The carving of Pūkākī was held by the Auckland Museum for 120 years. During most of this time it was on display in the museum’s Māori court. When the Te Māori exhibition toured New Zealand and the United States (1984–87) Pūkākī came to represent Māori carving for many people. In 1997 the museum decided to gift Pūkākī back to Ngāti Whakaue. After a welcome (pictured here) at Te Papa-i-Ouru marae in Rotorua, Pūkākī was installed in the Rotorua District Council Offices, where windows provide an outlook onto the carving’s home pā of Te Pukeroa. The return of Pūkākī was part of a wider issue – the demand for the return of thousands of ancestral objects which sit in museums worldwide. Many of these artefacts were collected in dubious circumstances.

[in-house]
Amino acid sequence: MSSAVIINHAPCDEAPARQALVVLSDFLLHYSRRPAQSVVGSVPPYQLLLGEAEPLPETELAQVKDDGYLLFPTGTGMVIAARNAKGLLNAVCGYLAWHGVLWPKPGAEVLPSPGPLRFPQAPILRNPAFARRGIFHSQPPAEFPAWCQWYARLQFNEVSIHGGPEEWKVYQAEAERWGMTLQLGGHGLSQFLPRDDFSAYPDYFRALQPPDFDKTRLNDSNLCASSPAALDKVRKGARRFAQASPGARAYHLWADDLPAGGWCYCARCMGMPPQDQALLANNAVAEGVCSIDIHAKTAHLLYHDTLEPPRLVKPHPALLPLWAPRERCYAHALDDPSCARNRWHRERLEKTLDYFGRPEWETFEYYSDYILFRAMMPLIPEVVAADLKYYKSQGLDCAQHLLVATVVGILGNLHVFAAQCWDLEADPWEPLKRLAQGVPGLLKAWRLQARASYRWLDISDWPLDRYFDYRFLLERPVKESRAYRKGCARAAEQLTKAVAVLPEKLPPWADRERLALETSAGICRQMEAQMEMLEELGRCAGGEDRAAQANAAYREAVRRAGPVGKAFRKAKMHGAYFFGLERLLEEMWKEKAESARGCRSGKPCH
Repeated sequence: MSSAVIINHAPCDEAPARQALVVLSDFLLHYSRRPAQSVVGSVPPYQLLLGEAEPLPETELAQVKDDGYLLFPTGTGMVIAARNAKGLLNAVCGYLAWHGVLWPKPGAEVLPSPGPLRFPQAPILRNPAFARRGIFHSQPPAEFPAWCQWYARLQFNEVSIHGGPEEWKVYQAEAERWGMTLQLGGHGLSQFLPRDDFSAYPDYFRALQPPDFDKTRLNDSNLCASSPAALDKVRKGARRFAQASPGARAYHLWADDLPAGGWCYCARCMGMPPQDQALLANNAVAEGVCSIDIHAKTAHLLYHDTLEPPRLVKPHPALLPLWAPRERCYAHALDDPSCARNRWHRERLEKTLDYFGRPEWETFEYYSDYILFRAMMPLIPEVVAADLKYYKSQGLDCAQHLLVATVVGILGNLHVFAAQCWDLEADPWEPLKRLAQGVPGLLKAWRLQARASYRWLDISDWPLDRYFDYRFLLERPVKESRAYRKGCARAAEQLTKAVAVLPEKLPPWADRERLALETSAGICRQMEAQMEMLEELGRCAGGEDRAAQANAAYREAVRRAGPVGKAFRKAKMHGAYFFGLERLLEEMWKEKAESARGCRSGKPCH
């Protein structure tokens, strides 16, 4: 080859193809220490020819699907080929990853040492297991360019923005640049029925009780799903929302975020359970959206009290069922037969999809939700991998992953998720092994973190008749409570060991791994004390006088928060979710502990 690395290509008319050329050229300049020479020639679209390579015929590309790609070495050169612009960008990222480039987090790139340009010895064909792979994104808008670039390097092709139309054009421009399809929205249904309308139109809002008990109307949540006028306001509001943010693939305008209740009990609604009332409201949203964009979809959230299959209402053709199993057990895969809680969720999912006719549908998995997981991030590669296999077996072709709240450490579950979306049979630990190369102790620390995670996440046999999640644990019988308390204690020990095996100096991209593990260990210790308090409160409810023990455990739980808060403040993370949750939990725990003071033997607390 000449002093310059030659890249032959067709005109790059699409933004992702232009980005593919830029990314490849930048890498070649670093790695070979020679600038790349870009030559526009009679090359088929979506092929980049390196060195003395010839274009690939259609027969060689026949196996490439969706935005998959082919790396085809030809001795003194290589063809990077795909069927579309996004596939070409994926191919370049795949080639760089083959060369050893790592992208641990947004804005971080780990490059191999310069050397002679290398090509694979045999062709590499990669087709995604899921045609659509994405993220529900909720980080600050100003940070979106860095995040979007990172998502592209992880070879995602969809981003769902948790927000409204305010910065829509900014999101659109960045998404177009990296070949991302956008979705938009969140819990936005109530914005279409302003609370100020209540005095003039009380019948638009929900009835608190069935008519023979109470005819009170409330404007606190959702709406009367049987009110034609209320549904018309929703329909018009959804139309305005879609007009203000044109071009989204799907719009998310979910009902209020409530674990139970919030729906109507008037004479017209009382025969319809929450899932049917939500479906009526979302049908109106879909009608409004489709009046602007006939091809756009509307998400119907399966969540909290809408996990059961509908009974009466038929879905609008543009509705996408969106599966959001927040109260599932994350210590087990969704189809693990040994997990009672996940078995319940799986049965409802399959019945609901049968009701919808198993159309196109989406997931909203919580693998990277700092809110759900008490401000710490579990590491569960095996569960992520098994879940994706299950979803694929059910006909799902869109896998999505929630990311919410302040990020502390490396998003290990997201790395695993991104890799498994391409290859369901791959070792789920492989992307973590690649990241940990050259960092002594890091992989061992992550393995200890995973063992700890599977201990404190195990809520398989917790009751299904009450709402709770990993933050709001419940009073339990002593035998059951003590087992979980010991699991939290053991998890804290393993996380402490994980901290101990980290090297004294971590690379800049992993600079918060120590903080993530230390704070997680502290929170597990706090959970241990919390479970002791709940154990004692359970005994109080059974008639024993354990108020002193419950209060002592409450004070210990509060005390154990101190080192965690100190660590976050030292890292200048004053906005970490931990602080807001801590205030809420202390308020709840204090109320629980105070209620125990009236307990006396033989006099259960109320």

Using this item
Private collection, Paul Tapsell
Photograph by Hamish Macdonald
This item has been provided for private study purposes (such as school projects, family and local history research) and any published reproduction (print or electronic) may infringe copyright law. It is the responsibility of the user of any material to obtain clearance from the copyright holder.